First Class of Medical Graduates from the Adventist University in the Philippines Make History

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First Class of Medical Graduates from the Adventist University in the Philippines Make History

“Dear Prima Lux, pioneer class of 2019, the Department of Education in the General Conference Headquarters is proud of you!” said Adventist Church education director Lisa Beardsley-Hardy.

“AUP stands tall among the 115 universities and colleges that belong to the Seventh-day Adventist system around the world. And from those, only six have a medical school. The College of Medicine [COM] will eventually have students from all corners of Southern Asia and beyond. And its graduating physicians and medical missionaries will go out from here with streams of light. You, graduates, are the first rays,” she said.

During Baccalaureate on June 22, 2019, the pioneer group testified of the Master Physician’s empowerment in their unique experiences throughout their four-year training in COM and Batangas Medical Center.

According to class president, Jon Sergei J. Aclan, who was also a facilitator during a panel discussion, “AUP College of Medicine aims to produce Five-Star Plus physicians, wherein a physician can be a clinician, educator, researcher, social mobilizer and manager, and most importantly, physician missionary.”

Guided by biblical principles and strong mentorship of the founding dean, Doris Mendoza, and numerous missionary-hearted faculty members, Prima Lux have been practicing those facets of the Five-Star Plus Physician since their first year within the portals of COM until they completed clinical practice at the Adventist Medical Center – Manila.

“After several decades of innumerable challenges in the preparation and planning, we were given the ‘go’ signal to open,” Mendoza said. “After teaching and training, following the pattern of the Master Physician to become physician missionaries, we have reached this momentous day.”

In a Heartbeat: Whole-Person Care

Adventist Church health ministries director Peter Landless addressed the class, telling them the most important thing is to know they are close to Jesus.

“If you want to know as a graduate, as a physician, as a practitioner, as a clinician, as a teacher, as a friend, as a family person, whether you are close to the Lord Jesus Christ, how are you going to know it?” Landless said. “The fact that you got into a good medical school, perhaps? The fact that you’re sitting in church today? Maybe, but not really.”

Landless said a different measure should be used.

“You will know that you are close to Jesus when the things that break His heart break yours.” And then he added, “Never let your compassion leave you. . . . My prayer for you: never lose sight of the Master Physician, the Great Example, The Great Healer, Teacher, and Savior, Jesus Christ, who was moved with compassion. May that something that moves you go from now but until Jesus comes.”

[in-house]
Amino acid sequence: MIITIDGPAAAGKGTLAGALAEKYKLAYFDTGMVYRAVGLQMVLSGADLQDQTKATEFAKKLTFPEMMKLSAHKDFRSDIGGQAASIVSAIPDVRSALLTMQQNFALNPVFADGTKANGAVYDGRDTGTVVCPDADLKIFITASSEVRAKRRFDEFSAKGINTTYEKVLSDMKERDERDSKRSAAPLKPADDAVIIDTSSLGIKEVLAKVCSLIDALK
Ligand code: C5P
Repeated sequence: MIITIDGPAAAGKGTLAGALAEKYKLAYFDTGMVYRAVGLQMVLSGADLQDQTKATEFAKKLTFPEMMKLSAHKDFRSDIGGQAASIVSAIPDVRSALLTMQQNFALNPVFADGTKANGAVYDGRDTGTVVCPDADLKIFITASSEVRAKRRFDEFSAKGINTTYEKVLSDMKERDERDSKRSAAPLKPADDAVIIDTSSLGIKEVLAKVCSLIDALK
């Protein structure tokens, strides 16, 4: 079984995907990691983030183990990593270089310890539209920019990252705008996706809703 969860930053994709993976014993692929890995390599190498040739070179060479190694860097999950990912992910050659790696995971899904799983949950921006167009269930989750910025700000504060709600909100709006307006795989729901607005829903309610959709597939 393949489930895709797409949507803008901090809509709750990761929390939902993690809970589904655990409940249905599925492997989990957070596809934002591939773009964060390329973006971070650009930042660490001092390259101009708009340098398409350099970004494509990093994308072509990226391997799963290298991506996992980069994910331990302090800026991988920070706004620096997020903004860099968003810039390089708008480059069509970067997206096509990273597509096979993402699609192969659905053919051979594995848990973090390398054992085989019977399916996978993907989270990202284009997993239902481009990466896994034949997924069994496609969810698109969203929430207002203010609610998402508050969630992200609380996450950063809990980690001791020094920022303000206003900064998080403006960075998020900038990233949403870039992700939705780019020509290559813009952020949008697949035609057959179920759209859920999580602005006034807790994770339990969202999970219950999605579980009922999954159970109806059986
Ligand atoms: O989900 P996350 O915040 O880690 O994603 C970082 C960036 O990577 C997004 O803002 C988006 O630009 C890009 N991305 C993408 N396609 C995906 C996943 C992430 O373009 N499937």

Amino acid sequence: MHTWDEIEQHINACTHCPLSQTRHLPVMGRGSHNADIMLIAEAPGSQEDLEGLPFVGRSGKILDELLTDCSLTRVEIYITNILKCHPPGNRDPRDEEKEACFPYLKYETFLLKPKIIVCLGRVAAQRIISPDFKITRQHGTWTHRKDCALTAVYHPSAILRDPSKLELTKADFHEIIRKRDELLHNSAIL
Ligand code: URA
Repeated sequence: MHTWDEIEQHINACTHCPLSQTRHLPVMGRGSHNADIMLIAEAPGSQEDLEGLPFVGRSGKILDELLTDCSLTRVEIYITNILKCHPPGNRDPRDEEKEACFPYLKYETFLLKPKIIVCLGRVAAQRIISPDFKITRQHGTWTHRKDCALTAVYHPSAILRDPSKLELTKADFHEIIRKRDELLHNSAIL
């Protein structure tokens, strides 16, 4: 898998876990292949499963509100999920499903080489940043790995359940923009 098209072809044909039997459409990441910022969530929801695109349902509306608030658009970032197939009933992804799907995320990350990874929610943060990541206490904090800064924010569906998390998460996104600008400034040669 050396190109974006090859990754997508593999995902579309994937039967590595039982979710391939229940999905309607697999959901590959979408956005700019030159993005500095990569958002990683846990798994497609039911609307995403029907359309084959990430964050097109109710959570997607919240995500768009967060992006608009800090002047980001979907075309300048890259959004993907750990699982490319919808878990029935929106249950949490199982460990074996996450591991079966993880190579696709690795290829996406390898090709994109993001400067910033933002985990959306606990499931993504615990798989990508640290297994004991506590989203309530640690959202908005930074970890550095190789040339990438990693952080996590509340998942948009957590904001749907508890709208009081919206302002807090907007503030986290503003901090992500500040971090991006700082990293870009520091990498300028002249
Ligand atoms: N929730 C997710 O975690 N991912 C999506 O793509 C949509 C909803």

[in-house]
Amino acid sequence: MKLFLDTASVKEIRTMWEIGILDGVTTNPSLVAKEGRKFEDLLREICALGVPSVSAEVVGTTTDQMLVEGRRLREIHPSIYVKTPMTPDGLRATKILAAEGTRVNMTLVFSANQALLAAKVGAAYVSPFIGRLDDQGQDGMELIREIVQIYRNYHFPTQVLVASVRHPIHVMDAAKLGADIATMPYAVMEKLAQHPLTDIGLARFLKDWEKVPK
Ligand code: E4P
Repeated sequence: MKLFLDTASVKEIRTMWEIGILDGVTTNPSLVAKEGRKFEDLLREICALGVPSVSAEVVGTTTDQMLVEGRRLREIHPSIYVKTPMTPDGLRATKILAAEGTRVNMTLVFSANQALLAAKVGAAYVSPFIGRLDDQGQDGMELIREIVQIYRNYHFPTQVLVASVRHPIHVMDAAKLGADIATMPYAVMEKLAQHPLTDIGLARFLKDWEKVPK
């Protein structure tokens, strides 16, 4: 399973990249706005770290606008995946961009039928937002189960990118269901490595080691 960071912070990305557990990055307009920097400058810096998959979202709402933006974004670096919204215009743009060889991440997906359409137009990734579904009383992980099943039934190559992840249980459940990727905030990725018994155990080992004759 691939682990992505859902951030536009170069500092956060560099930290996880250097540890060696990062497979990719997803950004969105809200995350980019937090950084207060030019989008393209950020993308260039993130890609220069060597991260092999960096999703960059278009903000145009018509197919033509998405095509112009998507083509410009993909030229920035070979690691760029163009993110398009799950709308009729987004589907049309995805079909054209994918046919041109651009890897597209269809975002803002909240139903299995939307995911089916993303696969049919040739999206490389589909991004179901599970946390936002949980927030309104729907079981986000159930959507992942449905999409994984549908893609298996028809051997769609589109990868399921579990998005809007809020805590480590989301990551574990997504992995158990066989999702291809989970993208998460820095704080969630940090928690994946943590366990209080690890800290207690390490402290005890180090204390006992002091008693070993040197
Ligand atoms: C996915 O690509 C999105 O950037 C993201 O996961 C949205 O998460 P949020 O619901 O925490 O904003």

Loma Linda University Health president and CEO Richard Hart reminded graduates about the implications of their call.

“To go where you are needed but not wanted, to live when you are wanted but not needed. That’s what God calls on each of us, to go where we are needed but not necessarily wanted,” Hart said. “Whether there’s geographic location, or frankly whether it’s into the life and heart of a patient, your job as a professional is to work your way once again into those lonely hearts and bring peace and comfort.”

Lexan Erdin Cordial, the class vice-president, responded to the charge on behalf of her classmates.

“As a pioneer batch, we will strive to live up to our chosen batch name: Prima Lux, the First Light,” she said. “As every heart is a mission field, is our desire to not only alleviate pain and suffering of our patients but wholistically care for them, pointing them to the Master Physician because it is only through Christ there is healing and wholeness.”

A Fulfilled Vision

AUP president Francisco Gayoba shared a brief history of AUP College of Medicine, explaining, “We have a unique curriculum compared to other medical schools in the Philippines. Our medical students are not only trained to be clinicians, researchers, managers, educators, and social mobilizers, which are outcomes prescribed by the Commission on Higher Education (CHED), but also as physician missionaries,” Gayoba said.

Adventist Church president Ted Wilson congratulated the class.

“With a mindset to serve, many prayers, and the work of the Holy Spirit, you’re destined for great things!” he said.

Click here for the original story as posted on the Southern Asia Pacific Division news site.

Editorial Note:  This article Lailanie Fronda and was original published on the Adventist Word website. It has been republished here with permission. 

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